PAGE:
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Bioplastic Container Cropping Systems

Bioplastic Container Cropping Systems: Helping the Green Industry Go Green

Bioplastic pots with seedlings.

Bioplastic pots with seedlings (Photo credit: Iowa State University).

Project Goals

Our goal is to create biocontainer materials that are sturdy enough to hold up to nursery production, yet will decompose when installed with the plant in the ground or in a compost pile.

Several different container types have been tested at several locations. Nevada's arid conditions are an important laboratory for this multistate study. In Nevada, project oversight is provided by Dr. Heidi Kratsch, University of Nevada Cooperative Extension.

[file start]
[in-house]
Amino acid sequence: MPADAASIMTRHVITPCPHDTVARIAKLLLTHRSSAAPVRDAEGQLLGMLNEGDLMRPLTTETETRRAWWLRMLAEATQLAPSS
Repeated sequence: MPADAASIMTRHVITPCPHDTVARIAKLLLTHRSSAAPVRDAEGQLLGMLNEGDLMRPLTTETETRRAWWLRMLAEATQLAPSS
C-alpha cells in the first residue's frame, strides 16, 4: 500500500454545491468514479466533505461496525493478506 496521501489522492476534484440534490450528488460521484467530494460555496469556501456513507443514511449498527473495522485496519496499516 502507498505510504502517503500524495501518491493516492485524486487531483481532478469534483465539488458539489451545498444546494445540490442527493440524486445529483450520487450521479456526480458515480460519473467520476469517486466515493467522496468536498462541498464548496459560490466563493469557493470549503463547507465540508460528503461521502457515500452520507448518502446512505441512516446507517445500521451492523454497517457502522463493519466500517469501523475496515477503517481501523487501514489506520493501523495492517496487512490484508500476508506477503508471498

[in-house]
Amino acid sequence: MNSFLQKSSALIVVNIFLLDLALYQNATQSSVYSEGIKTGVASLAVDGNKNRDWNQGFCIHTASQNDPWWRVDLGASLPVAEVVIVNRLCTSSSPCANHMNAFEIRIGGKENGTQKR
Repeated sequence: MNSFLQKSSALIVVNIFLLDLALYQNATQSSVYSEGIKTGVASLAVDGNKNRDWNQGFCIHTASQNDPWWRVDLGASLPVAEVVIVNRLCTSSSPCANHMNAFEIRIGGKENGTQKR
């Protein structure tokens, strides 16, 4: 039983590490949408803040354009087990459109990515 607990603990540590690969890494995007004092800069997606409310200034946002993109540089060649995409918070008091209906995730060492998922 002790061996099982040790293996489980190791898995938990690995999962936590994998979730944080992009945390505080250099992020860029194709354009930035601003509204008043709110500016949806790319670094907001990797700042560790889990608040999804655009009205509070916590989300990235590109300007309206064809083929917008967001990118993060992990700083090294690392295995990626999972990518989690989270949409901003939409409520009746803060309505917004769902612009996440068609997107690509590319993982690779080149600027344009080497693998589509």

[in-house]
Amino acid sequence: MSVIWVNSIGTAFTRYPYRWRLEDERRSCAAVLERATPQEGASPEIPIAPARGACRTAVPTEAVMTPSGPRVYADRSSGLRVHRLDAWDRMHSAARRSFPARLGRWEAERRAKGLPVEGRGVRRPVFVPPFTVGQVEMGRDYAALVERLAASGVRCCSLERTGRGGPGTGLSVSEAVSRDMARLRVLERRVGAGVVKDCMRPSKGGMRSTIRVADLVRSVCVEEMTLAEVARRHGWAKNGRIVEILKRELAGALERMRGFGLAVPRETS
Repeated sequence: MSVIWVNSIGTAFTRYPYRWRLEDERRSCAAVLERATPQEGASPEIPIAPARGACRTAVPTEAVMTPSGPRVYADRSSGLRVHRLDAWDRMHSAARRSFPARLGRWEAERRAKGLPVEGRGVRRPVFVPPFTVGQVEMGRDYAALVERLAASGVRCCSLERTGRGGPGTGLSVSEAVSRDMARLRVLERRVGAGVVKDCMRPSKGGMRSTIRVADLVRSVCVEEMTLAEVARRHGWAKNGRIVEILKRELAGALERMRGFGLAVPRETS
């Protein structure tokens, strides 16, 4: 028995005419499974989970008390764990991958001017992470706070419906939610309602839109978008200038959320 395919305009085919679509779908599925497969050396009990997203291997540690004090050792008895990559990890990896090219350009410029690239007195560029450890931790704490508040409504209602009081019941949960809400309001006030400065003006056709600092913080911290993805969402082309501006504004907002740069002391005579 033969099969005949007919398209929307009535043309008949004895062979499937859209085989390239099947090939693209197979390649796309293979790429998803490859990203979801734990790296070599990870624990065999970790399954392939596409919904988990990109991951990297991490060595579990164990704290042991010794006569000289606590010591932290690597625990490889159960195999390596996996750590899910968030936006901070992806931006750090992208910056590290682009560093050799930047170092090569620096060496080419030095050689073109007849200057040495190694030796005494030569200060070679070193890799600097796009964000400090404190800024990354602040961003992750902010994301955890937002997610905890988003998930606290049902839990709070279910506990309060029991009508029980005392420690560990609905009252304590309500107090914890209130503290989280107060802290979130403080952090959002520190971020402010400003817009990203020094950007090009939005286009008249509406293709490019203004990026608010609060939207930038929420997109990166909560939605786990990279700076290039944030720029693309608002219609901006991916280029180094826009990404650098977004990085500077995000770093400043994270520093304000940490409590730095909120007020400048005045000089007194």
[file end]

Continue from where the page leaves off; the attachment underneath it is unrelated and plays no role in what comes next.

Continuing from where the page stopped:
Conventional plastic plant pots are made from petroleum, not biodegradable and not easily recycled. We are collaborating with Iowa State University and Ohio State University to test a variety of bioplastic and biocomposite plant containers for their rate of decomposition in the ground, and how well plants grow when planted with their pots. Biorenewable bioplastic container technology will reduce the number of nursery pots that end up in landfills and may improve plant and soil health.

Plastic pots piled in landfill.

Conventional plastic pots are not easily recycled in some areas and become a problem in the waste stream (Photo credit: Iowa State University).